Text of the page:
me into presenting workshops at TAEA the first year. Out of the frying
pan, into the fire, eh? I couldn't have learned from a better teacher.
What luck. It feels so good to be giving back to someone else new this
year, and seeing another new art teacher absolutely LOVING what she is
doing with her kids. OUR doors are always open. We laugh all the time.
We both push our kids to do their very best, and we have similar
approaches to what we think is important for kids to experience in art
class. The shoe is on the other foot, and it fits great! Oh, one other
FREAKY thing. At my first parent's night, a woman approached me and
asked me where I had gone to high school. I told her that I had gone to
Westchester HS in Houston (a school that was closed by the time I was
teaching.) She looked surprised and said "Oh, I taught there!" I asked
her what she taught, and she said she taught art.....yes,....she was my
teacher. All I can think is that she must have been going through a
really rough time because she stayed behind her desk in the front of the
room and we did things like painting still lifes with apples and green
glass winebottles in them....b o r i n g. I don't remember learning any
art words in that year...like value, contrast, etc. I sat inthe back
row watching this girl named Stephanie draw...she was amazing. I was
hooked on watching her. She gave me a drawing, and I put it in my
backpack. My mom found it and commented "Linda, did YOU do this???"
Always desperate to have created something incredible, I just said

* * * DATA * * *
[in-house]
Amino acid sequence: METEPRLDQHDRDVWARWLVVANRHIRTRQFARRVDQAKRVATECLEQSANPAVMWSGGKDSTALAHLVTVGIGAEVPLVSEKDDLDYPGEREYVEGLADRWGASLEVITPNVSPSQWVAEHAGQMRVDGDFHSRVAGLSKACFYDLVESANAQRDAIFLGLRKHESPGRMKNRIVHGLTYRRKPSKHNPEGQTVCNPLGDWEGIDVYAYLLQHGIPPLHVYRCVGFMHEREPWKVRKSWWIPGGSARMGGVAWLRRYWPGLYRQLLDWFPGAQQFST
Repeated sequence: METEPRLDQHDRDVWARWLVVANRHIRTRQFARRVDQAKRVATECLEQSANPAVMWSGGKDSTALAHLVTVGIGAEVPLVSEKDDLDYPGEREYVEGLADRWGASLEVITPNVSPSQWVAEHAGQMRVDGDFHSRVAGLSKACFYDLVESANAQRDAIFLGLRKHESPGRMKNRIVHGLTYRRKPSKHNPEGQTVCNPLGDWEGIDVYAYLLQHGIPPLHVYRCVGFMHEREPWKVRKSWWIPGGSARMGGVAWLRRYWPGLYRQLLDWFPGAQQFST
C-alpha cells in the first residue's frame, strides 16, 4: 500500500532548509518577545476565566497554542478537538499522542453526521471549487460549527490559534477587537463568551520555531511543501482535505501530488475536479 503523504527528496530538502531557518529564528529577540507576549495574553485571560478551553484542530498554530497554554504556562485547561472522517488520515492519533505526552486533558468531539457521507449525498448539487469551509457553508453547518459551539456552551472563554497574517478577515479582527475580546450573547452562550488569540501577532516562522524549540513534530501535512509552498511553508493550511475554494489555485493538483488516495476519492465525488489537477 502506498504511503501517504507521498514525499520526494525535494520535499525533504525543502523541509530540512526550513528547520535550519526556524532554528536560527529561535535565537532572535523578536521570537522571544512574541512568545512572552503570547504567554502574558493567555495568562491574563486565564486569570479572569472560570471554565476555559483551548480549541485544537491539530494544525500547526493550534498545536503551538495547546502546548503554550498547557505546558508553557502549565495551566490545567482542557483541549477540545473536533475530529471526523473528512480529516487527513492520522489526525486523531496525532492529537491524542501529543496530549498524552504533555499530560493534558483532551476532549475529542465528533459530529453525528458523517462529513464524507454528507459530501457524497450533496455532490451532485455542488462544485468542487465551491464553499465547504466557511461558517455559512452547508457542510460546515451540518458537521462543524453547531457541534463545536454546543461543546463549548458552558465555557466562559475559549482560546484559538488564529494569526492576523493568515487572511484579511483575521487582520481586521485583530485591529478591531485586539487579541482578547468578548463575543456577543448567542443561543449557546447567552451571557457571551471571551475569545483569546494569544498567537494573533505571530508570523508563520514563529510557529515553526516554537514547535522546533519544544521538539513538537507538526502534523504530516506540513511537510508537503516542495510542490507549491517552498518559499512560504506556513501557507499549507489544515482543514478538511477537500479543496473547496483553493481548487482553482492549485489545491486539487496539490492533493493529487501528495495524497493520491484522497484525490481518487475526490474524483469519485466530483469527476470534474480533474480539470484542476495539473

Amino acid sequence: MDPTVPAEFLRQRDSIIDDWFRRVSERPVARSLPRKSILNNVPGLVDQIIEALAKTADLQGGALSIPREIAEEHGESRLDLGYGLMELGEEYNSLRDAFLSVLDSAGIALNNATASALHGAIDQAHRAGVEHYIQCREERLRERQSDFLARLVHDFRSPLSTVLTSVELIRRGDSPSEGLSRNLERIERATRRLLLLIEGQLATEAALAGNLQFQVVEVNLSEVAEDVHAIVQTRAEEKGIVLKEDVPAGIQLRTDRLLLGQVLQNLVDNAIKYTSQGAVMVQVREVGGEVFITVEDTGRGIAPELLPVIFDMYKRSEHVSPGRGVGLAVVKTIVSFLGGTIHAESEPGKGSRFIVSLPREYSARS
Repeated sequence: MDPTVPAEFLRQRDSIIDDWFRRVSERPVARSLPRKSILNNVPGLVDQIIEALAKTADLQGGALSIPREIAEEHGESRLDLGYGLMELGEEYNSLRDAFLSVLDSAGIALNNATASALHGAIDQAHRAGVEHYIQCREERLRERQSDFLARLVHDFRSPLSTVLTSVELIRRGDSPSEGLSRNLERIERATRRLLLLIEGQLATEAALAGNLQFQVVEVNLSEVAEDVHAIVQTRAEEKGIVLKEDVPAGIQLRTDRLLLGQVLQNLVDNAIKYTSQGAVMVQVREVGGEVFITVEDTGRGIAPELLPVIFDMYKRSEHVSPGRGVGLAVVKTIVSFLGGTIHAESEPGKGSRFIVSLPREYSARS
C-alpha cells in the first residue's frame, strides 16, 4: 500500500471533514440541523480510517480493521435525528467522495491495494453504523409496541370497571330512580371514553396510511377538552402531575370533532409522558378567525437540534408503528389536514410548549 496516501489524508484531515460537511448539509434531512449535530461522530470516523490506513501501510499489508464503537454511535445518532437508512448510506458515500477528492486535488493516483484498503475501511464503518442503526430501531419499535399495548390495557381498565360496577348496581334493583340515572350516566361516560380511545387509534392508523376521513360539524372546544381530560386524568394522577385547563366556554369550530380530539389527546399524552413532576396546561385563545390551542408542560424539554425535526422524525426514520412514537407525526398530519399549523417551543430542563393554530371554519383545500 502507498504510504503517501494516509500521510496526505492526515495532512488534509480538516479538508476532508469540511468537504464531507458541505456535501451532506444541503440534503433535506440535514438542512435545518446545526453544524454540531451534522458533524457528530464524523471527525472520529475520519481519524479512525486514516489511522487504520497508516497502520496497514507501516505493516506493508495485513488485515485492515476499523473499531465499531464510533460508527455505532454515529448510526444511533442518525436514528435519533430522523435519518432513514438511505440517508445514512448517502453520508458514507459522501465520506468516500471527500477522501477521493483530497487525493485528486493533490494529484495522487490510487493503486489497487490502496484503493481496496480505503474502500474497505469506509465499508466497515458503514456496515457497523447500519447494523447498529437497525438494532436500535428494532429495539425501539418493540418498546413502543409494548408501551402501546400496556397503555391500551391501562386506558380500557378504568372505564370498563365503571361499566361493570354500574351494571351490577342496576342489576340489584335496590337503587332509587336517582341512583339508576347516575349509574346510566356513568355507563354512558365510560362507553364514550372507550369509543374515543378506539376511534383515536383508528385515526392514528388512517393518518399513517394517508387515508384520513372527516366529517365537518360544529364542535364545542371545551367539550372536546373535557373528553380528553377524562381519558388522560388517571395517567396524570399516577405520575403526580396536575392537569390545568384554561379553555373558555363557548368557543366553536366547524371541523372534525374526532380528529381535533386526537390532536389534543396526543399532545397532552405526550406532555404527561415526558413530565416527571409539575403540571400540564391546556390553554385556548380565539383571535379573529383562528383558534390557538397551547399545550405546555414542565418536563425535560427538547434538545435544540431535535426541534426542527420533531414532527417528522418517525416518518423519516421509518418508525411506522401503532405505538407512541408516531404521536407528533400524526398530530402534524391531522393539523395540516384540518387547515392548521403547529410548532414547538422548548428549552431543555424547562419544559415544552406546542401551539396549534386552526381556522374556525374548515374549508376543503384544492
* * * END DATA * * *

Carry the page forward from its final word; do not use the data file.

"yeah" to see what it felt like to have done something so beautiful. I
have to tel you, I did paint by numbers and colored in coloring books as
a kid. I was never taught much or encouraged at all. I could draw, but
only by copying something. WHen I changed my major to art in college,
my family said "WHAT??? WHY???" all but my great husband, who said "go
for it..." The day I walked into art classes in college for the first
time, I was terrified. I expected everyone in there to be little mini
Picassos, I think. But from the first week, I knew I had made the right
decision. I literally was SHOWN how to be creative. I watched others
voraciously and soaked up everything like a total sponge. THe doors
opened, the windows flung open, and I was really REALLY high on life for
the first time ever. I found that passion and determination, desire and
motivaton put my brain in a place it had never been before. I still
feel that way. I think one of the reasons that I love teaching so much
is because I remember what it was like to be desperate to be able to "DO
ART" but not have anyone teaching me. I discovered for myself what
passion and determination could do. I carry that memory on my back
daily in my classroom. I truly believe that anyone who WANTS to learn
art CAN learn to be more creative, skillful, and soothed by the process.
I believe in all of my students and tell them all the time that they can
do anything that they truly want to do, and can be anything that they
truly want to be. Oh...on a closing note, the teacher who I didn't
remember as my art teacher (and she did not remember me either) ended up
subbing for me sometimes, as I ended up teaching her kids. She was a
very creative member of the community by the time we caught up with each
other again. An excellent sub for years. Perhaps she was going through
a divorce or something when she sat behind her desk. Ya never know. Oh
well, that's the end of my story! Night all.

Linda